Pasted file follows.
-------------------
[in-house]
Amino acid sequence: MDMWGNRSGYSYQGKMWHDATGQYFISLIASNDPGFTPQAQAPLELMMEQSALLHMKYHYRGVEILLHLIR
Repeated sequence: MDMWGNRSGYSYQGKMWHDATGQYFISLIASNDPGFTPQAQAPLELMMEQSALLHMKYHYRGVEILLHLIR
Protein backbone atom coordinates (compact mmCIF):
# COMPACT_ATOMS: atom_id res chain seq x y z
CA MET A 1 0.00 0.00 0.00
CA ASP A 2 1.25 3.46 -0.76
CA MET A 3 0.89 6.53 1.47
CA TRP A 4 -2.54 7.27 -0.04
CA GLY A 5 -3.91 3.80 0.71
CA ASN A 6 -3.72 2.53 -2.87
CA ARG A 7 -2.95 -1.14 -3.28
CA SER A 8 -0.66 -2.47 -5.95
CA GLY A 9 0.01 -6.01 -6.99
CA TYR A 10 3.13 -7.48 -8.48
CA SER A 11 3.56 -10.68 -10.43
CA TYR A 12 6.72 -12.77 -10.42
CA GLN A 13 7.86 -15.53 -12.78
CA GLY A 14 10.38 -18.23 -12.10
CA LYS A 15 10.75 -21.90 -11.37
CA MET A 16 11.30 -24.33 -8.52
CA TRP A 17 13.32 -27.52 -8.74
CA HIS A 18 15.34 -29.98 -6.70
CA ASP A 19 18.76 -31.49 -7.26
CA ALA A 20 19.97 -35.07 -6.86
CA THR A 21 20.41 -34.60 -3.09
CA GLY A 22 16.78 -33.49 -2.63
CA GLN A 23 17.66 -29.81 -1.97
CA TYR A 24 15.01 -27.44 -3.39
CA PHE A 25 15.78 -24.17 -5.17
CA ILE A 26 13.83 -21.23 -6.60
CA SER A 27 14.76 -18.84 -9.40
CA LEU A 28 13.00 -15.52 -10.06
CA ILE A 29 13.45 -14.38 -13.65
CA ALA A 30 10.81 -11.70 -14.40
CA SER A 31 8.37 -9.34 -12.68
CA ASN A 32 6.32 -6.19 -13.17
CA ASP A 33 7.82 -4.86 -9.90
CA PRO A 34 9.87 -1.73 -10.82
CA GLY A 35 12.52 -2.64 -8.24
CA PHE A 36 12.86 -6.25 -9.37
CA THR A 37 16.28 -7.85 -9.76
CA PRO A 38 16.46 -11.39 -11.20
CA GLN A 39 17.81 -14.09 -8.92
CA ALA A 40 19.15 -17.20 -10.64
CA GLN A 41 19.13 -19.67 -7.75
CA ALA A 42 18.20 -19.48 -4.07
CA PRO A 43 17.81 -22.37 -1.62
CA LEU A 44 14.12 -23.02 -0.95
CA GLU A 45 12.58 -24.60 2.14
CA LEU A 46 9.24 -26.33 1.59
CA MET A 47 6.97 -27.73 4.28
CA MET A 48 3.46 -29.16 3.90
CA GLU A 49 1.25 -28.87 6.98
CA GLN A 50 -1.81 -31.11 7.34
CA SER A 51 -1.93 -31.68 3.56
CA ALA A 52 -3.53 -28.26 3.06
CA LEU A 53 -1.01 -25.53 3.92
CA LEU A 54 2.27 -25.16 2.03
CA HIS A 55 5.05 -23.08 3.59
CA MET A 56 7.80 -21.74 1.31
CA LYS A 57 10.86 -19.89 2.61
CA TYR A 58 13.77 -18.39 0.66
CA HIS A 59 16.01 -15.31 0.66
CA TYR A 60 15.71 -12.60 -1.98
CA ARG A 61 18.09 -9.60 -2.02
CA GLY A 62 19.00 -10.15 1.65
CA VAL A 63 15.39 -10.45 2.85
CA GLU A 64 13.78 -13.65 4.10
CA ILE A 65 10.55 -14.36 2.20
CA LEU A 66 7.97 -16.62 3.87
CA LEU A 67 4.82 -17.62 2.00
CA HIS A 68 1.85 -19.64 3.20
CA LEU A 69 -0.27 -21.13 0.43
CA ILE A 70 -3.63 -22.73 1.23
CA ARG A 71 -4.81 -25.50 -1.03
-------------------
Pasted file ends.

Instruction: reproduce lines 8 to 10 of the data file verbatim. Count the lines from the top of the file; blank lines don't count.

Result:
CA MET A 3 0.89 6.53 1.47
CA TRP A 4 -2.54 7.27 -0.04
CA GLY A 5 -3.91 3.80 0.71